So what can be done?
The approach to tackling teacher burnout must be two-fold. It’s important that teachers themselves foster daily self-care techniques, but just as vital are interventions put in place by senior leads to ensure that no members of staff are left in states of toxic stress.
Practical self-care and stress management tips for teachers
- Get to grips with the neurochemistry and physiology of stress, as well as identifying what reduces toxic stress (burnout) to tolerable stress. Find what supports the activation of well-being chemicals in your brain. “We can choose activities and pursuits that release the oxytocin stored in our own inner medical cabinet…We have this wonderful healing substance inside us and need only to learn the many ways we can draw upon it.” (Kerstin Uvnas-Moberg, Neuroscientist.)
- Don’t be fobbed off by inadequate de-stressors! Know that if you’re particularly distressed or upset, a quick chat and cup of coffee in the staff room is not enough to shift you out of a state of toxic stress. ‘Interventions’ like these show an igorance of the impact of burnout.
- Medidate for 10 minutes a day. It’s clinically proven to alleviate stress. Be realistic about your practice, and be aware that in a mentally healthy school, senior leads will schedule meditation time into your timetable and provide you with a calming child-free, work-discussion free environment for this to take place.
- See a counsellor or psychotherapist once a week: this has a dramatic impact on de-stressing. It’s important to visit a registered professional so you can be listened to and receive the best psychological guidance.
- Get a massage every week and book in a regular slot so you don’t have to think about it. It’s proven to release and optimise the anxiety alleviating neurochemical oxytocin.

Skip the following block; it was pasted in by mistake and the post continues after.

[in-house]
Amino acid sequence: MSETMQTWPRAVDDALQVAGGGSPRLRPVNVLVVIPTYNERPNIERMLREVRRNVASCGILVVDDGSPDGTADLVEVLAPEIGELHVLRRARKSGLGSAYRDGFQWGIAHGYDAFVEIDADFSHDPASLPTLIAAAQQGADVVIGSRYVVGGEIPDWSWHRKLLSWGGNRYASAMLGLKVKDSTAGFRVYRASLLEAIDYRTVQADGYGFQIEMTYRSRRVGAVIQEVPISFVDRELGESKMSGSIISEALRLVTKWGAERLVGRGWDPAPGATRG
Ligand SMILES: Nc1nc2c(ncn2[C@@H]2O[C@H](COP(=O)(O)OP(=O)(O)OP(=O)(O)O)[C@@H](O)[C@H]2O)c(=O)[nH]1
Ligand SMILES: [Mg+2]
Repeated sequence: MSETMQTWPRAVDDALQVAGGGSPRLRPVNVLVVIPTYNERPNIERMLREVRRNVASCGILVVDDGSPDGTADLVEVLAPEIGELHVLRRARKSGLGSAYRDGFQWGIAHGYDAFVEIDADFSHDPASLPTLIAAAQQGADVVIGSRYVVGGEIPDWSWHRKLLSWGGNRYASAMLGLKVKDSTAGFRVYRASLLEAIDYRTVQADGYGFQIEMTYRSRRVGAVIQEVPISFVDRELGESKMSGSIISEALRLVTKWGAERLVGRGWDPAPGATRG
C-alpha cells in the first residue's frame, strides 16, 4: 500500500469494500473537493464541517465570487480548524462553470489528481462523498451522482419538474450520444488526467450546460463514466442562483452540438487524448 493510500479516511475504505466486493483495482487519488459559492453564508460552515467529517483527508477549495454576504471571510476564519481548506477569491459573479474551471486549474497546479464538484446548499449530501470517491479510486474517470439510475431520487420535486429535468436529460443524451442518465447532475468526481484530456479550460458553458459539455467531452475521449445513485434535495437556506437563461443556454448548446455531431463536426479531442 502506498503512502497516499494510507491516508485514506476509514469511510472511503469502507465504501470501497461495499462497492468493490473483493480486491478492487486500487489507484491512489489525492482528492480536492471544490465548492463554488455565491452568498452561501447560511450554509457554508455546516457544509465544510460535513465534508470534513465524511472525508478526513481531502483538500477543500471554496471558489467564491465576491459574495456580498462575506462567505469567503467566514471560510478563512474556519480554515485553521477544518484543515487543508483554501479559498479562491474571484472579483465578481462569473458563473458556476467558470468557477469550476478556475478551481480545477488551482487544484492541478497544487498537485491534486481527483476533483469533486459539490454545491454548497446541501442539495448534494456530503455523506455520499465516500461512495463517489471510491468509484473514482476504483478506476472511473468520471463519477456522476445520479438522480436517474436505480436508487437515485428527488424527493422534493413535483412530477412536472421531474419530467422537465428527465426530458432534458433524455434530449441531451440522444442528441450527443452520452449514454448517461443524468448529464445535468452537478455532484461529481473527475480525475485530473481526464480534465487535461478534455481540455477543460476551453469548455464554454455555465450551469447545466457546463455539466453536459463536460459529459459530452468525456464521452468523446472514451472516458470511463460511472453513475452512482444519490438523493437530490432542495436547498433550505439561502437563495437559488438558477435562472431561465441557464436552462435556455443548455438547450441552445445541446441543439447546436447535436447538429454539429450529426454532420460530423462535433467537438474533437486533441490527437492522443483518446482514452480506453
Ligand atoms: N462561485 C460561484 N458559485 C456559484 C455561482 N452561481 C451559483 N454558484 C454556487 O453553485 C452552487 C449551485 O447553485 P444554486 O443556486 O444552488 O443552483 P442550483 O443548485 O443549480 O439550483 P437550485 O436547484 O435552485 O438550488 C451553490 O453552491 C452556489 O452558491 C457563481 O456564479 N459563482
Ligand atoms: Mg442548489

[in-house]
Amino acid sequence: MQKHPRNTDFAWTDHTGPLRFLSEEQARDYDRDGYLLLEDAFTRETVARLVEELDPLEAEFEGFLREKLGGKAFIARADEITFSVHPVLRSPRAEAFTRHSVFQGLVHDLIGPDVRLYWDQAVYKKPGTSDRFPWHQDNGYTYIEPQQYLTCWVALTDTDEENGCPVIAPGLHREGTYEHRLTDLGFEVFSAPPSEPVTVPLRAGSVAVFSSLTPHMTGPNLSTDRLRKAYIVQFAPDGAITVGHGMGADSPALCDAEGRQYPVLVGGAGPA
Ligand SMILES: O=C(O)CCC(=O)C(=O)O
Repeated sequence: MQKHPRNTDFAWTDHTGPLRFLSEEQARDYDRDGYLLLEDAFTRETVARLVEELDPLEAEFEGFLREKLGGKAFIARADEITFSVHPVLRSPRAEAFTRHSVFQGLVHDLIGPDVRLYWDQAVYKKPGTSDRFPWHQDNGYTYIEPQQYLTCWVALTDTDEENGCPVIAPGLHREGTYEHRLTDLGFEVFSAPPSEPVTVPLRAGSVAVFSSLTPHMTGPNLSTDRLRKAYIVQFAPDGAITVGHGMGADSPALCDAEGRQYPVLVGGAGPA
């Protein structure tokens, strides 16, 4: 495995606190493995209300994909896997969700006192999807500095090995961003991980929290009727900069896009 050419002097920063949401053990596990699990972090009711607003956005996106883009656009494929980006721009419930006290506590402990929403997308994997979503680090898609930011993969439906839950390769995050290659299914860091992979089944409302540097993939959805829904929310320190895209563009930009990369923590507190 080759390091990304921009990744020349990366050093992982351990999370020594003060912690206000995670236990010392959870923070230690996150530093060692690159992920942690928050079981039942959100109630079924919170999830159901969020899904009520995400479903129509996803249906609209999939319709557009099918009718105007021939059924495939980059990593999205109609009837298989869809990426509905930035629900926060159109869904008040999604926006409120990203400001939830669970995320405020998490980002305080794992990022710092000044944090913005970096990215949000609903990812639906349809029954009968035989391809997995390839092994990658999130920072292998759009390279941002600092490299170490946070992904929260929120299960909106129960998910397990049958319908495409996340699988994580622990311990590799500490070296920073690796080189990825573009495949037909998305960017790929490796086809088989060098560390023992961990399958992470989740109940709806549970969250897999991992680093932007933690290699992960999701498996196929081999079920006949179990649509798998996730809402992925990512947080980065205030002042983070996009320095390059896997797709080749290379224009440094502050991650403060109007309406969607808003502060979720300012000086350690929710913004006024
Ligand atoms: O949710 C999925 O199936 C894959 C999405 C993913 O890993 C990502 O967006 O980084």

- Try to spend time in nature every day. If you live in an urban environment, try listening to bird song or other nature sounds instead. Green-space research studies prove dramatic reduction in stress hormones and have a calming effect on body and mind.
- Find a form of exercise that can fit in around your lifestyle – the NHS recommends adults aged 19-64 do 150 minutes of moderate aerobic activity every week. This could be as simple as walking to work every day.
- Emotionally invest in relationships with like-minded colleagues at your school. Try to overcome shyness as social isolation is one of the worst stressors for our mental health.
How can the school environment and senior leads help to ensure that teachers don’t become burnt out?
As senior leads have a duty of care to the whole school community, it’s both unfair and unprofessional if they assume zero responsibility for managing stress levels and leave staff to de-stress in their own time. Possible ideas to implement include:
- Regular ‘psychological hazards’ health checks on teachers, to put in place a system of valuing teachers and reducing shame and blame.
- Talk-time groups for ‘lone’ teachers – as the police and fire services do – to ensure they have a safe space where they feel free to talk to colleagues about painful feelings which have been triggered by stressful interactions with pupils and staff.
- CPD for Senior Leads on the physiology and brain science of toxic stress so they can learn about how to provide a supportive environment for staff.
- Regular wellbeing sessions for all staff such as mindfulness, yoga, or Tai Chi.
- A nurture room or sensory zone for staff – not a staff room, but a space that is both work and child free, to ensure staff have optimal levels of the anti- anxiety oxytocin released in their brains on a regular basis. Rooms like these don’t have to be expensive, as oxytocin is triggered by effectively with time spent in a room with:
- Warm lights (uplighters)
- Soothing colours
- Sensory richness
- Calming music
- Lovely smells
- Comforting fabric
- External warmth heating the body (e.g. electric blankets)
- Open fire DVD